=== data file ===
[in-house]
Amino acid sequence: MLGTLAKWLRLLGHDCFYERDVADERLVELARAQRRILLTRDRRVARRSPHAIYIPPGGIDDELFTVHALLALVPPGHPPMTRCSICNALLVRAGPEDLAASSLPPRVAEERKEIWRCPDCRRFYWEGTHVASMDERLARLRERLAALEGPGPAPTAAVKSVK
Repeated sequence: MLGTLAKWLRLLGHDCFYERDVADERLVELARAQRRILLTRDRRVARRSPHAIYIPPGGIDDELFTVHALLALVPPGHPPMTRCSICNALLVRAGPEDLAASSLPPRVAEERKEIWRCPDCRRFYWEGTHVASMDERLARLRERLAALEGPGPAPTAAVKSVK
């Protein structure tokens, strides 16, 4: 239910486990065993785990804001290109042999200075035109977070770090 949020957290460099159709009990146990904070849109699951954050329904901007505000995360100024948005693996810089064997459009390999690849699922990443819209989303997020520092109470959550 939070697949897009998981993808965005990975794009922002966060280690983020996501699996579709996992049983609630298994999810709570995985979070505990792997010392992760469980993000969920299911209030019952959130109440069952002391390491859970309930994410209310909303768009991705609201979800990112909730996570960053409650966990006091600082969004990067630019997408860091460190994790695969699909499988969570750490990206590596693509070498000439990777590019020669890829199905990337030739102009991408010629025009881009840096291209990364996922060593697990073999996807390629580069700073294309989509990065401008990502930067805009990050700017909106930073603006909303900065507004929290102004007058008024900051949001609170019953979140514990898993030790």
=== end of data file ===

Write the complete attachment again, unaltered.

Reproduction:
[in-house]
Amino acid sequence: MLGTLAKWLRLLGHDCFYERDVADERLVELARAQRRILLTRDRRVARRSPHAIYIPPGGIDDELFTVHALLALVPPGHPPMTRCSICNALLVRAGPEDLAASSLPPRVAEERKEIWRCPDCRRFYWEGTHVASMDERLARLRERLAALEGPGPAPTAAVKSVK
Repeated sequence: MLGTLAKWLRLLGHDCFYERDVADERLVELARAQRRILLTRDRRVARRSPHAIYIPPGGIDDELFTVHALLALVPPGHPPMTRCSICNALLVRAGPEDLAASSLPPRVAEERKEIWRCPDCRRFYWEGTHVASMDERLARLRERLAALEGPGPAPTAAVKSVK
């Protein structure tokens, strides 16, 4: 239910486990065993785990804001290109042999200075035109977070770090 949020957290460099159709009990146990904070849109699951954050329904901007505000995360100024948005693996810089064997459009390999690849699922990443819209989303997020520092109470959550 939070697949897009998981993808965005990975794009922002966060280690983020996501699996579709996992049983609630298994999810709570995985979070505990792997010392992760469980993000969920299911209030019952959130109440069952002391390491859970309930994410209310909303768009991705609201979800990112909730996570960053409650966990006091600082969004990067630019997408860091460190994790695969699909499988969570750490990206590596693509070498000439990777590019020669890829199905990337030739102009991408010629025009881009840096291209990364996922060593697990073999996807390629580069700073294309989509990065401008990502930067805009990050700017909106930073603006909303900065507004929290102004007058008024900051949001609170019953979140514990898993030790």